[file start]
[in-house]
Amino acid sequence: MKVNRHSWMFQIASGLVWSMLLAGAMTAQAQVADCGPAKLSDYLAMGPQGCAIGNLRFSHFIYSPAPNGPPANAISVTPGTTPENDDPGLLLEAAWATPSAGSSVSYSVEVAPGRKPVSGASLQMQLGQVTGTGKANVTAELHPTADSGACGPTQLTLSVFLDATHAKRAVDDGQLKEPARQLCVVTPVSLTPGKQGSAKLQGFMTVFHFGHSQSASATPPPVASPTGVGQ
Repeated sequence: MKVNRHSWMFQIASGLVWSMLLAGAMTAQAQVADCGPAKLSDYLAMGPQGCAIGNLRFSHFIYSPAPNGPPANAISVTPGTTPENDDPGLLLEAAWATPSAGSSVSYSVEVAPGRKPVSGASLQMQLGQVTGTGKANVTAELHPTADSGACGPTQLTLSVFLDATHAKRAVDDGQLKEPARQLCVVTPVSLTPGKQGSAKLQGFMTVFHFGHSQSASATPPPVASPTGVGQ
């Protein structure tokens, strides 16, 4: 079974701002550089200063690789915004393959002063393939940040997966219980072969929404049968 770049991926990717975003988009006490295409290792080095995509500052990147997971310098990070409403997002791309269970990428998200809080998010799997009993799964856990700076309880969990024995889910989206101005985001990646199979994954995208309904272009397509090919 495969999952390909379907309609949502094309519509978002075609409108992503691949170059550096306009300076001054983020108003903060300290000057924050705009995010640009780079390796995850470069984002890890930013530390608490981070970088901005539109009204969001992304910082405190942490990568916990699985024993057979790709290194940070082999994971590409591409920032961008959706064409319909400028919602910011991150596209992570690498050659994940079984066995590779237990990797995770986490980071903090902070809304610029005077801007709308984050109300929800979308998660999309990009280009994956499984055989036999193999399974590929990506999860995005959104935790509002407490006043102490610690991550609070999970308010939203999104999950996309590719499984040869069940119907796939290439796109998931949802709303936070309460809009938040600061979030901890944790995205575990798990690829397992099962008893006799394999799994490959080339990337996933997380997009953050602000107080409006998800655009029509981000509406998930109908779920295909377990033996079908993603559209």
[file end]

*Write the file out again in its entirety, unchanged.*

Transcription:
[in-house]
Amino acid sequence: MKVNRHSWMFQIASGLVWSMLLAGAMTAQAQVADCGPAKLSDYLAMGPQGCAIGNLRFSHFIYSPAPNGPPANAISVTPGTTPENDDPGLLLEAAWATPSAGSSVSYSVEVAPGRKPVSGASLQMQLGQVTGTGKANVTAELHPTADSGACGPTQLTLSVFLDATHAKRAVDDGQLKEPARQLCVVTPVSLTPGKQGSAKLQGFMTVFHFGHSQSASATPPPVASPTGVGQ
Repeated sequence: MKVNRHSWMFQIASGLVWSMLLAGAMTAQAQVADCGPAKLSDYLAMGPQGCAIGNLRFSHFIYSPAPNGPPANAISVTPGTTPENDDPGLLLEAAWATPSAGSSVSYSVEVAPGRKPVSGASLQMQLGQVTGTGKANVTAELHPTADSGACGPTQLTLSVFLDATHAKRAVDDGQLKEPARQLCVVTPVSLTPGKQGSAKLQGFMTVFHFGHSQSASATPPPVASPTGVGQ
């Protein structure tokens, strides 16, 4: 079974701002550089200063690789915004393959002063393939940040997966219980072969929404049968 770049991926990717975003988009006490295409290792080095995509500052990147997971310098990070409403997002791309269970990428998200809080998010799997009993799964856990700076309880969990024995889910989206101005985001990646199979994954995208309904272009397509090919 495969999952390909379907309609949502094309519509978002075609409108992503691949170059550096306009300076001054983020108003903060300290000057924050705009995010640009780079390796995850470069984002890890930013530390608490981070970088901005539109009204969001992304910082405190942490990568916990699985024993057979790709290194940070082999994971590409591409920032961008959706064409319909400028919602910011991150596209992570690498050659994940079984066995590779237990990797995770986490980071903090902070809304610029005077801007709308984050109300929800979308998660999309990009280009994956499984055989036999193999399974590929990506999860995005959104935790509002407490006043102490610690991550609070999970308010939203999104999950996309590719499984040869069940119907796939290439796109998931949802709303936070309460809009938040600061979030901890944790995205575990798990690829397992099962008893006799394999799994490959080339990337996933997380997009953050602000107080409006998800655009029509981000509406998930109908779920295909377990033996079908993603559209």